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Table 1. 
Etiology of Complete Bilateral Ophthalmoplegia
Etiology of Complete Bilateral Ophthalmoplegia
Table 2. 
Location of Lesions Causing Complete Ophthalmoplegia
Location of Lesions Causing Complete Ophthalmoplegia
1.
Gowers  WR A Manual of Diseases of the Nervous System.  Philadelphia, Pa: P Blakiston, Son & Co; 1888
2.
Keane  JR Acute bilateral ophthalmoplegia: 60 cases. Neurology 1986;36279- 281
PubMedArticle
3.
Mori  MKuwabara  SFukatake  TYuki  NHattori  T Clinical features and prognosis of Miller Fisher syndrome. Neurology 2001;561104- 1106
PubMedArticle
4.
Phillips  RETheakston  RDWarrell  DA  et al.  Paralysis, rhabdomyolysis and haemolysis causes by bites of Russell's viper (Vipera russelli pulchella) in Sri Lanka: failure of Indian (Haffkine) antivenom. Q J Med 1988;68691- 715
PubMed
5.
Grattan-Smith  PJMorris  JGJohnston  HM  et al.  Clinical and neurophysiological features of tick paralysis. Brain 1997;1201975- 1987
PubMedArticle
6.
Jayme-Goyaz  GG Cephalic tetanus following injury to the eyeball. Am J Ophthalmol 1941;241281- 1299
7.
Keane  JR Multiple cranial nerve palsies: analysis of 979 cases. Arch Neurol 2005;621714- 1717
PubMedArticle
8.
Cammarata  SSchenone  APasquali  GFTabaton  M Complete bilateral relapsing ophthalmoplegia in a diabetic patient with a sensory-motor distal polyneuropathy. Eur Neurol 1986;25278- 280
PubMedArticle
9.
Raflo  GTFarrell  TASioussat  RS Complete ophthalmoplegia secondary to amyloidosis associated with multiple myeloma. Am J Ophthalmol 1981;92221- 224
PubMed
10.
Hermans  GRetif  JPerier  O Acute bilateral ophthalmoplegia caused by median tumor of the base of the skull [in French]. Bull Soc Belge Ophtalmol 1964;138593- 601
PubMed
11.
Jonkhoff  ARHuijgens  PCSchreuder  WOTeule  GJJHeimans  JJ Hypophyseal non-Hodgkins lymphoma presenting with clinical panhypopituitarism successfully treated with chemotherapy. J Neurooncol 1993;17155- 158
PubMedArticle
12.
Tsuda  HKashima  YIshikawa  HIkeda  MSawada  U Malignant lymphoma in the cavernous sinus with bilateral total ophthalmoplegia and tonic pupils. Neuroophthalmology 2004;28237- 243Article
13.
Nudleman  KLChoi  BKusske  JA Primary pituitary carcinoma: a clinical pathological study. Neurosurgery 1985;1690- 95
PubMedArticle
14.
Cakmak  OErgin  TNAydin  VM Isolated sphenoid sinus adenocarcinoma: a case report. Eur Arch Otorhinolaryngol 2002;259266- 268
PubMedArticle
15.
Anderson  DFAfshar  FToma  N Metastatic prostatic adenocarcinoma presenting as complete ophthalmoplegia from pituitary apoplexy. Br J Ophthalmol 1994;78315- 316
PubMedArticle
16.
Bitoh  SHasegawa  HOhtsuki  HObashi  JKobayashi  Y Parasellar metastases: four autopsied cases. Surg Neurol 1985;2341- 48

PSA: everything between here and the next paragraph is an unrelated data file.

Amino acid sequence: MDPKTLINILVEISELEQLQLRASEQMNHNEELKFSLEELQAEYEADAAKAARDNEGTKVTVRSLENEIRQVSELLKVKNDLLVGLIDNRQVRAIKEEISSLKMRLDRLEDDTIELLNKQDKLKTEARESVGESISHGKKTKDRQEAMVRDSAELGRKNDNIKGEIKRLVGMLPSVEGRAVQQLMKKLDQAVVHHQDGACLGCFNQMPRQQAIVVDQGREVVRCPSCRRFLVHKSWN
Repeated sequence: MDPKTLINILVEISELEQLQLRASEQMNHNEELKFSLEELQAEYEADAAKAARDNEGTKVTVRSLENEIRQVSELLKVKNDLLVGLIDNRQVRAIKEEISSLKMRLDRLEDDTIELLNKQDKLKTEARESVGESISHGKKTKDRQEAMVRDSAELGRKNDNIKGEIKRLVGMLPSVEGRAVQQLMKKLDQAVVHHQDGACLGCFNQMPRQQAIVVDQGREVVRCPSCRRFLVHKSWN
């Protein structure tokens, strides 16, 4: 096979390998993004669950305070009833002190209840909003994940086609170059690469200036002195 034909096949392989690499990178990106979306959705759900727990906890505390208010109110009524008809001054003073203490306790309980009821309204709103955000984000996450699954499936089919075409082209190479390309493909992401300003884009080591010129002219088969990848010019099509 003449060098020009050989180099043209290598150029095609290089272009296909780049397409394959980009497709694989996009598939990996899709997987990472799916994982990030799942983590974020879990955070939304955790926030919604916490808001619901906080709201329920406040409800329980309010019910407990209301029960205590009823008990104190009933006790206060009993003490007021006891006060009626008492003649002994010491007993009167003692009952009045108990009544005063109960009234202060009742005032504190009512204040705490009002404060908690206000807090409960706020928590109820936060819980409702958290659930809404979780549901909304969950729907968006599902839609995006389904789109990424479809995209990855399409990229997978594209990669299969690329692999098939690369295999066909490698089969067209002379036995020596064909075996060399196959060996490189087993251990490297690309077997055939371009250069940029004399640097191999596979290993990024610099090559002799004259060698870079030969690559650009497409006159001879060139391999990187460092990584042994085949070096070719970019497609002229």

PubMedArticle
17.
Eurelings  MFrijns  CJJeurissen  FJ Painful ophthalmoplegia from metastatic nonproducing parathyroid carcinoma: case study and review of the literature. Neuro-oncol 2002;444- 48
PubMedArticle
18.
Lau  JJOkada  CYTrobe  JD Galloping ophthalmoplegia and numb chin in Burkitt lymphoma. J Neuroophthalmol 2004;24130- 134
PubMedArticle
19.
Alam  AChander  BN Craniofacial fibrous dysplasia presenting with visual impairment. Med J Armed Forces India 2003;59342- 343Article
20.
Kamel  HAMChoudhari  KAGillespie  JSJ Bilateral traumatic caroticocavernous fistulae: total resolution following unilateral occlusion. Neuroradiology 2000;42462- 465
PubMedArticle
21.
Vaphiades  MSBrock  WBrown  HHPetursson  GWestfall  CT Catastrophic antiphospholipid antibody syndrome manifesting as an orbital ischemic syndrome. J Neuroophthalmol 2001;21260- 263
PubMedArticle
22.
Kastenbauer  SPfister  H-W Pneumococcal meningitis in adults. Brain 2003;1261015- 1025
PubMedArticle
23.
Visudtibhan  AVisudhiphan  PChiemchanya  S Cavernous sinus thrombophlebitis in children. Pediatr Neurol 2001;24123- 127
PubMedArticle
24.
Schwartz  JNDonnelly  EHKlintworth  GK Ocular and orbital phycomycosis. Surv Ophthalmol 1977;223- 28
PubMedArticle
25.
Kasper  LHBernat  JLNordgren  REReeves  AG Bilateral rhinocerebral phycomycosis. Ann Neurol 1979;6131- 133
PubMedArticle
26.
Mylonakis  EPaliou  MSax  PESkolnik  PRBaron  MJRich  JD Central nervous system aspergillosis in patients with human immunodeficiency virus infection: report of 6 cases and review. Medicine (Baltimore) 2000;79269- 280
PubMedArticle
27.
Holland  NRDeibert  E CNS actinomycosis presenting with bilateral cavernous sinus syndrome. J Neurol Neurosurg Psychiatry 1998;644
PubMedArticle
28.
Tomecek  FJMorgan  JK Ophthalmoplegia with bilateral ptosis secondary to midbrain hemorrhage: a case with clinical and radiologic correlation. Surg Neurol 1994;41131- 136
PubMedArticle
29.
de Mendonca  APimentel  JMorgado  FFerro  JM Mesencephalic haematoma: case report with autopsy study. J Neurol 1990;23755- 58
PubMedArticle
30.
Harvey  FHCarlow  TJ Brainstem abscess and the syndrome of acute tegmental encephalitis. Ann Neurol 1980;7371- 376
PubMedArticle
31.
Sarma  SSekhar  LN Brain-stem abscess successfully treated by microsurgical drainage: a case report. Neurol Res 2001;23855- 861
PubMedArticle
32.
Kalita  JMisra  UK Neurophysiological changes in Japanese encephalitis. Neurol India 2002;50262- 266
PubMed
33.
Centers for Disease Control and Prevention, Outbreak of Powassan encephalitis: Maine and Vermont, 1999-2001. JAMA 2001;2861962- 1963